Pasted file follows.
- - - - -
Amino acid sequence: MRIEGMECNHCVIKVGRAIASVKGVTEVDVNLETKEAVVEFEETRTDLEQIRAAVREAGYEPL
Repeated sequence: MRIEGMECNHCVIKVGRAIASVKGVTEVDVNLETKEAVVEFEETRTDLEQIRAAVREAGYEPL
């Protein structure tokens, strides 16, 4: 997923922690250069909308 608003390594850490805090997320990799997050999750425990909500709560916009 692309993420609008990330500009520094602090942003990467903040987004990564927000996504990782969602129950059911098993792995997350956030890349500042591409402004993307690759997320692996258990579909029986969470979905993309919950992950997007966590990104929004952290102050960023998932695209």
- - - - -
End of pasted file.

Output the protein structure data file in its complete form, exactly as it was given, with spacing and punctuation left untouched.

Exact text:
Amino acid sequence: MRIEGMECNHCVIKVGRAIASVKGVTEVDVNLETKEAVVEFEETRTDLEQIRAAVREAGYEPL
Repeated sequence: MRIEGMECNHCVIKVGRAIASVKGVTEVDVNLETKEAVVEFEETRTDLEQIRAAVREAGYEPL
């Protein structure tokens, strides 16, 4: 997923922690250069909308 608003390594850490805090997320990799997050999750425990909500709560916009 692309993420609008990330500009520094602090942003990467903040987004990564927000996504990782969602129950059911098993792995997350956030890349500042591409402004993307690759997320692996258990579909029986969470979905993309919950992950997007966590990104929004952290102050960023998932695209």